Exceptions to The Right To Information | RTI Exceptions I By Rajul Jain

By | April 1, 2020
RTI Exceptions I

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This article ‘RTI Exceptions I’  attempts to dilate on the exceptions to the ‘right to know’ as provided for in the Right to Information Act, 2005 (hereinafter referred as the 2005 Act) and how the same evolved with public debate to be crystallized in their present form.

I. Brief background

Judicial precedents serve a very important role in shaping and interpreting the law in any country and it is interesting to note the role played by the judiciary in India in the context of the citizen’s right to know, even when the same was not particularly the point under consideration.

In this context, it was perhaps, in the matter of State of Uttar Pradesh v. Raj Narain[1], way back in 1975 for the first time, when the Apex Court made lasting remarks on the need for transparency in a democratic country. While noting that the right to know is a derivative of the concept of freedom of speech, though not absolute, the Court held that any claims of secrecy not on grounds of public security should be met with circumspection.

Similarly, in S.P Gupta v. UoI[2] a 7 judge bench of the Supreme Court while observing that there can be little doubt that’ exposure to public gaze and scrutiny is one of the surest means of achieving a clean and healthy administration held that disclosure of information in regard to the functioning of Government must be the rule and secrecy an exception justified only where the strictest requirement of public interest so demands. Thus, it can be seen that the Court itself highlighted the contours of reasonable exceptions.

In the more recent judgments[3] and particularly in People’s Union for Civil Liberties and Ors. v. Union of India (UOI) and Ors.[4], wherein the right to know was recognized as a fundamental right and said to be an indisputable facet of freedom of speech and expression as provided for in Article 19(1) (a), the Hon’ble Court went on to analyse the ambit of this right.

It was observed that every right – legal or moral – carries with it a corresponding obligation and the Court made an attempt to broadly lay out the exemptions/exceptions indicated in broad terms that may be applicable under various laws entitling the government to withhold information relating to the following matters:

  1. International relations;
  2. National Security (including defence) and public safety;
  3. Investigation, detection and prevention of crime;
  4. Internal deliberations of the government;
  5. Information received in confidence from a source outside the government;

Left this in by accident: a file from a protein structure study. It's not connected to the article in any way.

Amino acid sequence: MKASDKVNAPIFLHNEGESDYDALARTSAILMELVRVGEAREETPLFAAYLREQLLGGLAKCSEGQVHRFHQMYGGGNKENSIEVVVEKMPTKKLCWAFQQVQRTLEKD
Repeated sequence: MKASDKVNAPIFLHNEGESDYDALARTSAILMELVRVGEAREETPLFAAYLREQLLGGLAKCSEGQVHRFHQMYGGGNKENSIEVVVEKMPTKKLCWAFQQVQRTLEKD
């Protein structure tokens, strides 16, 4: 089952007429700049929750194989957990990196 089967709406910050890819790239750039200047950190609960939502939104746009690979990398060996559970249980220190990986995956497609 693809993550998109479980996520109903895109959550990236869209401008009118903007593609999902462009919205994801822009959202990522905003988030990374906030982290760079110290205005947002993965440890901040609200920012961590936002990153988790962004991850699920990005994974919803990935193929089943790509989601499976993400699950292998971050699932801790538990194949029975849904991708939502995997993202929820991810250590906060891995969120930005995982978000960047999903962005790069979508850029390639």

6. Information, which, if disclosed, would violate the privacy of individual;
  7. Information of an economic nature, (including Trade Secrets) which, if disclosed, would confer an unfair advance on some person or concern, or, subject some person or government to an unfair disadvantage;
  8. Information which is subject to a claim of legal professional privilege, e.g., communication between a legal adviser and the client; between a physician and the patient;
  9. Information about scientific discoveries.

In the same line of reasoning, it was further held that “A reasonable restriction on the exercise of the right is always permissible in the interest of the security of the State.”

Therefore, it is evident from the foregoing discussion that various judicial pronouncement which recognized the right to know as an important facet of the fundamental right to speech and expression was also quick to add riders to the exercise of the said right, which was in order to ensure that the right to know is not misused.

It is pertinent to note at this juncture that in the report submitted in March 2002 by the National Commission to Review the Working of the Constitution[5], a recommendation was made to expressly include the freedom to seek, receive and impart information in Article 19(1) (a) with a corresponding amendment to Article 19(2) by adding a further restriction on disclosure of information received in confidence except if required in the public interest.

The above recommendation added another dimension to the restrictions applicable to the right to know. Since the requirement of “information received in confidence” did not figure in the text of Article 19(2), a constitutional amendment was suggested.

Even though the said constitutional amendment was never effected, we may note at this instance only, that the said recommendation seems to be embodied by giving it various shades in the exceptions under 2005 Act in the form of Section 8(1)(e), (f) and (g).

II. Shaping the Right to Information Act, 2005